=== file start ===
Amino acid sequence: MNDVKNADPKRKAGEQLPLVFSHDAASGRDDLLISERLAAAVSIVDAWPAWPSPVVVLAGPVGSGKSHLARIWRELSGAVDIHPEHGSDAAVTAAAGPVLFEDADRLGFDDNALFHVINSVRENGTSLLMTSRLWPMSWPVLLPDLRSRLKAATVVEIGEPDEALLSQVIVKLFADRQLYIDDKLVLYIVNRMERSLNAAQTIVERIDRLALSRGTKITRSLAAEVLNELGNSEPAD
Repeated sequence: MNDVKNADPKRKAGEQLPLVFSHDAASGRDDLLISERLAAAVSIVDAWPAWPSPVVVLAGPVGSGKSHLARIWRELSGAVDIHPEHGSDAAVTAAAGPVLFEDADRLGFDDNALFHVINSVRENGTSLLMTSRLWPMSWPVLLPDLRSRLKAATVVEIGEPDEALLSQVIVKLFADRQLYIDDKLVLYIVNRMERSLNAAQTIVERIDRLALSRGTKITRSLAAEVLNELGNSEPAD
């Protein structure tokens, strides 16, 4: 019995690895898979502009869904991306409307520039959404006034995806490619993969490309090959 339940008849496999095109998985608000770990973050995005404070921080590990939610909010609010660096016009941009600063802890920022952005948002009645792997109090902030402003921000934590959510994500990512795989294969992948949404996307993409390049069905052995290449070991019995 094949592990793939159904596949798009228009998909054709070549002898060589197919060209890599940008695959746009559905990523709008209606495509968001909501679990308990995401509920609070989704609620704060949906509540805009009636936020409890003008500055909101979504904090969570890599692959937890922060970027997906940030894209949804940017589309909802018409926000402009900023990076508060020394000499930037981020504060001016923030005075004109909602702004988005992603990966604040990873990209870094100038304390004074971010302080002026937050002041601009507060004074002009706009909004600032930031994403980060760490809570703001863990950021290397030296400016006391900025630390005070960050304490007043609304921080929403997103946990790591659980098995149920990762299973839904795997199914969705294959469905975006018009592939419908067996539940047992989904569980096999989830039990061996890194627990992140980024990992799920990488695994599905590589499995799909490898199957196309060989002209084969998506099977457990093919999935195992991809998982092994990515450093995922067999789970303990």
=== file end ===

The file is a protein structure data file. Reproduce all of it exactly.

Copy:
Amino acid sequence: MNDVKNADPKRKAGEQLPLVFSHDAASGRDDLLISERLAAAVSIVDAWPAWPSPVVVLAGPVGSGKSHLARIWRELSGAVDIHPEHGSDAAVTAAAGPVLFEDADRLGFDDNALFHVINSVRENGTSLLMTSRLWPMSWPVLLPDLRSRLKAATVVEIGEPDEALLSQVIVKLFADRQLYIDDKLVLYIVNRMERSLNAAQTIVERIDRLALSRGTKITRSLAAEVLNELGNSEPAD
Repeated sequence: MNDVKNADPKRKAGEQLPLVFSHDAASGRDDLLISERLAAAVSIVDAWPAWPSPVVVLAGPVGSGKSHLARIWRELSGAVDIHPEHGSDAAVTAAAGPVLFEDADRLGFDDNALFHVINSVRENGTSLLMTSRLWPMSWPVLLPDLRSRLKAATVVEIGEPDEALLSQVIVKLFADRQLYIDDKLVLYIVNRMERSLNAAQTIVERIDRLALSRGTKITRSLAAEVLNELGNSEPAD
């Protein structure tokens, strides 16, 4: 019995690895898979502009869904991306409307520039959404006034995806490619993969490309090959 339940008849496999095109998985608000770990973050995005404070921080590990939610909010609010660096016009941009600063802890920022952005948002009645792997109090902030402003921000934590959510994500990512795989294969992948949404996307993409390049069905052995290449070991019995 094949592990793939159904596949798009228009998909054709070549002898060589197919060209890599940008695959746009559905990523709008209606495509968001909501679990308990995401509920609070989704609620704060949906509540805009009636936020409890003008500055909101979504904090969570890599692959937890922060970027997906940030894209949804940017589309909802018409926000402009900023990076508060020394000499930037981020504060001016923030005075004109909602702004988005992603990966604040990873990209870094100038304390004074971010302080002026937050002041601009507060004074002009706009909004600032930031994403980060760490809570703001863990950021290397030296400016006391900025630390005070960050304490007043609304921080929403997103946990790591659980098995149920990762299973839904795997199914969705294959469905975006018009592939419908067996539940047992989904569980096999989830039990061996890194627990992140980024990992799920990488695994599905590589499995799909490898199957196309060989002209084969998506099977457990093919999935195992991809998982092994990515450093995922067999789970303990």